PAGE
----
Cohesive Societies: Faith and Belief
This report explores the different ways in which faith and belief interact with societal cohesion. (2020)
The media’s obsession with Tim Farron’s faith is revealing. I am not as worried as some that this is really a matter of Christians being driven out of political life – after all the Liberal Democrats just elected him. His faith is no secret, in fact he has been talking about it openly for years, yet was still elected as leader of his party (admittedly after most of the big hitters lost their seats in the debacle that was the Lib Dem election performance, but still, you can only beat what you’re up against).
What is revealing is rather that the media just doesn’t get Farron’s position, he is breaking the mould of what British Christian politicians today are meant to look like. The difference between Farron, David Cameron and the possible future Labour leader Andy Burnham is instructive in this.
Like Tim Farron, Burnham has come under fire during a contest for party leadership over the compatibility of his (in Burnham’s case Catholic) faith and his stance on moral issues but particularly LGBT rights. Burnham, like Farron, has in the past been very open about his faith. He declared in the past that ‘the three most important things in my life are Everton FC, the Labour Party and the Church – in that order.’ He’s a former altar boy and a proud member of Liverpool’s large Catholic community.
However, when the New Statesman ran a piece calling into question his left wing credentials and his Catholic faith (and particularly his failure to support IVF for lesbian couples) Burnham’s response was to go to Pink News and effectively distance himself from the Church. Suddenly he was no longer Catholic champion in parliament but someone who rarely attends Mass and described himself as having “been repeatedly at odds with the Catholic church for all of my time as an MP. I have always been going against what they were saying, and that is challenging.”
That may have come as news to Catholics, but it was a perfectly acceptable media answer because it conforms to a mould. Religion as a sort of soft tribal identity marker, so long as it isn’t remotely dogmatic or likely to actually influence someone’s decisions, is absolutely fine. Burnham adheres in a rather more working class Irish sort of way to the same sort of position David Cameron has marked for himself in his famous comment about his faith being like Magic FM reception in the Chilterns. Faith is something from people’s upbringing that creates a sort of unspecified moral underpinning.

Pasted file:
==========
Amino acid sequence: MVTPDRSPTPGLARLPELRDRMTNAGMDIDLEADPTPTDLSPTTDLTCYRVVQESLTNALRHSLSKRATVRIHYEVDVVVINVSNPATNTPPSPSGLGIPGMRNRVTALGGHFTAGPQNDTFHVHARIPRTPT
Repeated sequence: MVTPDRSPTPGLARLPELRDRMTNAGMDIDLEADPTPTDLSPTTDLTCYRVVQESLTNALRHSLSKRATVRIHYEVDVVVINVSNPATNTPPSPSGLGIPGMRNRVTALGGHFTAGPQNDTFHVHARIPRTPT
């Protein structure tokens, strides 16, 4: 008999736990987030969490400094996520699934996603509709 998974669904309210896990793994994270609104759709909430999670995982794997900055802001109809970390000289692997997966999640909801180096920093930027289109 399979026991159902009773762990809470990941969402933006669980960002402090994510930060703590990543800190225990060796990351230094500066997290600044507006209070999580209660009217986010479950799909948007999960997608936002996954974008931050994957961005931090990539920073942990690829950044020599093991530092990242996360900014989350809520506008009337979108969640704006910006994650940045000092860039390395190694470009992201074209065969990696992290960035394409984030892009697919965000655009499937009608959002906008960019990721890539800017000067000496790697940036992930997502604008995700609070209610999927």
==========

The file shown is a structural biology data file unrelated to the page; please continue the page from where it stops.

Tim Farron though presents a totally different position. Anglicans and Catholics, even Methodists can be categorized as tribal identities, without the politician being expected to actually agree with any of it. Both Cameron and Burnham can comfortably and without much fear of criticism claim to be religious and yet also be able to shrug off any aspects that they personally find either morally or politically problematic. Farron, on the other hand, is that scariest of creatures; the born again Christian.
He converted to Christianity as an adult, so it cannot simply be treated as a matter of upbringing. Unlike Cameron and Burnham he regularly attends church. And most problematically of all he is an evangelical – the tribal aspect isn’t really there in the same way. The British evangelical movement has been broadly ignored by the media and as a result the only available point of comparison and understanding available to them when belatedly encountering a British politician with that faith comes from America, and particularly to the stereotypical vision of the religious right, creationism and culture wars.
Herein I suspect is what is behind the media’s recent inquisition. It is not really that the media has an interest in sidelining Christians or denying that Christians should be allowed to lead political parties due to suspect views. It is that they simply do not know what Tim Farron and evangelicals actually think. It doesn’t fit the narrative of what our religious politicians are meant to do and say. Is it not noticeable that for all the reporting of widespread concern among Liberal Democrats, they still picked him as leader and very few prominent figures have spoken up on the issue? This is far more a media concern than one for the voters.
Ben Ryan is a Researcher at Theos
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Theos has previously conducted research on whether a "religious right" is emerging in Britain, on Creationism and on the voting habits of different religious groups.
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Theos researches and investigates the intersection of religion, politics and society in the contemporary world.